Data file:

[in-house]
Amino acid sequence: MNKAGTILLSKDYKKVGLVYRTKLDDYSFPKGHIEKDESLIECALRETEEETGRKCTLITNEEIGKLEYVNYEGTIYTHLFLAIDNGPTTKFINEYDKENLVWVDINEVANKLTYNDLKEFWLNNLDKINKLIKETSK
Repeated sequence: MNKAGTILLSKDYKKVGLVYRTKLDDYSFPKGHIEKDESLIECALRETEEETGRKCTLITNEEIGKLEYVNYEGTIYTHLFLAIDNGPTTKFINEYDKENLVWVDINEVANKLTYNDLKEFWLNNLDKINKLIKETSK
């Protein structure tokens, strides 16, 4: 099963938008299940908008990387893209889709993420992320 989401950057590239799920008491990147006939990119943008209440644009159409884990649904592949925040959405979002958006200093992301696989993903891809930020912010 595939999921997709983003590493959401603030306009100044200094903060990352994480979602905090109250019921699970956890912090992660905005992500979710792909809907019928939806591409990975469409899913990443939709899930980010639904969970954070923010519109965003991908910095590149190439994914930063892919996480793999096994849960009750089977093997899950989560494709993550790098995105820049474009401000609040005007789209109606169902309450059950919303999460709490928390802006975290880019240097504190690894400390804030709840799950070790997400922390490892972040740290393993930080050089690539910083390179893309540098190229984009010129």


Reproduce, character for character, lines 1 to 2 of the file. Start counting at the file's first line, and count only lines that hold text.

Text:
[in-house]
Amino acid sequence: MNKAGTILLSKDYKKVGLVYRTKLDDYSFPKGHIEKDESLIECALRETEEETGRKCTLITNEEIGKLEYVNYEGTIYTHLFLAIDNGPTTKFINEYDKENLVWVDINEVANKLTYNDLKEFWLNNLDKINKLIKETSK